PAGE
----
Mali’s current outlook can be termed as cautiously optimistic, although significant challenges remain following the signing of a peace treaty between the Government of Mali and representatives of the Tuareg-led rebels from the Coordination of Movements of Azawad (CMA) on June 20 (Al Jazeera, June 21, 2015). During the month the peace treaty was signed, the number of violent events and reported fatalities tracked by ACLED was significantly lower than April and May (see Figure 1), and there were no recorded instances of fighting between forces aligned with the Government of Mali and those of the CMA. Even more positively, in the run-up to the signing of the treaty, the pro-government Imghad Tuareg and Allies Self-Defense Group (GATIA) vacated the town of Menaka, allowing the Malian military and MINUSMA forces to take control and remove a major obstacle to a deal (Al Jazeera, June 19, 2015).
However, despite these positive signs, both the violence of the past few months and the peace treaty itself could present obstacles for future stability. Mali now faces two specific challenges: first and foremost, is the level of Islamist militant activity throughout the country, including in Bamako and areas which had not previously seen operations by these groups (see Figure 2). While the levels and intensity of this violence does not rival the peak of the Islamist-led insurgency in 2012/2013, the distribution of this violence across the country is now much more widespread than when it was primarily concentrated in the northern regions. This suggests that despite a nominal end to the rebellion, violence carried out by these groups is likely to continue and potentially expand due to their growing confidence and operational capacity. A second issue is that gaps still remain within the treaty between the government of Mali and the Tuareg-led rebels in terms of the lack of recognition for territory the CMA calls Azawad (Al Jazeera, June 17, 2015). Associated with this issue is the concern over how much control both sides have over their forces. If this control is not absolute, then fighting could again break out as it did in May 2014 when the Malian Prime Minister visited Kidal (May 22, 2014). All of these factors could jeopardize the nascent peace.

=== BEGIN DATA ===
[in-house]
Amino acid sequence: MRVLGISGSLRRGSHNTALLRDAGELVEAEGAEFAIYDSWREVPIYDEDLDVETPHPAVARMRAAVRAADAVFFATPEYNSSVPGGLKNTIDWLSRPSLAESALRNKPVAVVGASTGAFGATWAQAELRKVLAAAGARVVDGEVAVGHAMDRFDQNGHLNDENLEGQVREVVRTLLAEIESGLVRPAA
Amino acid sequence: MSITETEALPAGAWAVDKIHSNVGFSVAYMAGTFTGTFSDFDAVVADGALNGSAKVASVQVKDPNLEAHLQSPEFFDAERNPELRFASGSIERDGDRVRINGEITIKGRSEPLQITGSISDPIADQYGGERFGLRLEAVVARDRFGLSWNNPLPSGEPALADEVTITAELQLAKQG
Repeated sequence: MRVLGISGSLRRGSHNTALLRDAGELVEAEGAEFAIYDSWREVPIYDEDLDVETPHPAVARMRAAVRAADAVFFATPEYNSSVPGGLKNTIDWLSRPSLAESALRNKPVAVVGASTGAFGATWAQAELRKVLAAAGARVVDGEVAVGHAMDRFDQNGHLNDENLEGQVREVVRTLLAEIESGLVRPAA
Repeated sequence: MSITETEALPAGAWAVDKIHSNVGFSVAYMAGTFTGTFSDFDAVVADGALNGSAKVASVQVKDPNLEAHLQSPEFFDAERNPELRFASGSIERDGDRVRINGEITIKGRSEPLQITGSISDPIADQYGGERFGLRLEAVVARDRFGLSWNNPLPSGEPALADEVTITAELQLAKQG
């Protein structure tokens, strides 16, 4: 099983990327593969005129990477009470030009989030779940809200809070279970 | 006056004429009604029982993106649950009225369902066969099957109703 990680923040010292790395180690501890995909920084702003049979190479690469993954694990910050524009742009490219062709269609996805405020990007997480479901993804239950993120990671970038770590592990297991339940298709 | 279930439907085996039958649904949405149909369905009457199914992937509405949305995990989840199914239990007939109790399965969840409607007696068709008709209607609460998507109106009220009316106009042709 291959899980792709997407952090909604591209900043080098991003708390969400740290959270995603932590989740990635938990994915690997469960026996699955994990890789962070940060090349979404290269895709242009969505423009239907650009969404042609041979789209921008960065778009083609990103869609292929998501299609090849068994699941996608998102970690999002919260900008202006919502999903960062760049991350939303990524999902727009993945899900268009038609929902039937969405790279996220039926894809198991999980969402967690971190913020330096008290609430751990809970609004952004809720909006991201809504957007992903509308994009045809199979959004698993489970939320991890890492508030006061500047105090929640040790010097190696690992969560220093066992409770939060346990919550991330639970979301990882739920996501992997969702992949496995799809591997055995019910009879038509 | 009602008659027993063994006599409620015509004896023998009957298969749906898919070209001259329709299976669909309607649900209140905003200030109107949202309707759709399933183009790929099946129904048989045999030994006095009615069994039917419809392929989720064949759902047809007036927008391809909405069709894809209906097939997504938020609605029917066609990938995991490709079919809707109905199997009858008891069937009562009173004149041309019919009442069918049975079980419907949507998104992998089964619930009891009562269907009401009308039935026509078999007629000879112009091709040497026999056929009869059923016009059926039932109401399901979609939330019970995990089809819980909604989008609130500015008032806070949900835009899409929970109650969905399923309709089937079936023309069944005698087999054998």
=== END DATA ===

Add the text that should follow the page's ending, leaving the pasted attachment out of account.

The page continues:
Notable attacks by violent Islamist groups during this period include an assault by al-Qaeda in the Islamic Maghreb (AQIM) forces on a military base in Nampala on January 1, which killed 8 Malian soldiers and succeeded in taking the base for a short time (BBC News, January 5, 2015); a highly publicized shooting incident in March by Mourabitounes Group of Azawad (GMA) targeting a nightclub popular with foreigners in Bamako which killed five people (BBC News, March 7, 2015); and, most recently, an attack on a MINUSMA convoy near Timbuktu by suspected Islamist militants on July 2, which killed 5 peacekeepers (NBC News, July 2, 2015).
These attacks are representative of two trends in ongoing Islamist violence: first, it has moved out of the traditional areas of instability in northern Mali and is increasingly being seen directed against targets in the south. These events were also widely distributed, with every province of the country having seen at least one violent attack by recognized Islamist militant groups like AQIM or their affiliates since the beginning of 2015 (see Figure 2). Second, violence is targeted against foreigners, including both civilians and international forces. Events of remote violence targeting MINUSMA have been increasing, with two such events in January (AFP, January 4, 2015) and March (Reuters, May 28, 2015) claimed by MUJAO and AQIM respectively.
While the activity of Islamist militants in Mali is a major concern, the possibility of defusing the military standoff with the CMA in the North offers some relief on this front. It is yet to be seen whether the recently signed peace treaty will actually satisfy the Tuareg base. In Kidal– the only Tuareg-majority region of Mali–protests against the deal were held in the lead-up to the signing (Reuters, March 10, 2015) and some believe the leaders of their movement have sold out, due to the refusal of the Malian government to discuss self-rule and the perceived acceptance of considerable concessions by the CMA during negotiations (Al Jazeera, June 17, 2015).
The current situation thus creates a sense of foreboding about the future of the peace process, as a similar process occurred during the 2006-2008 Tuareg-led rebellion. During that conflict, the signing of a peace treaty with the government by the main Tuareg rebel group led to more radical splinter elements continuing to fight in protest over the terms of the deal. This, in turn, contributed to a significant proportional increase in violence as compared to the initial phases of the conflict, and left the door open for the rise of the kind of Islamic militancy that is seen today (ACLED, January 2015). In the current context, there may be an even greater risk of dissatisfied militants, who may feel betrayed by the rebel leadership, opting to support or even join Islamist militants in their continuing fight against the government.
This piece was originally featured in the July 2015 ACLED Conflict Trends Report.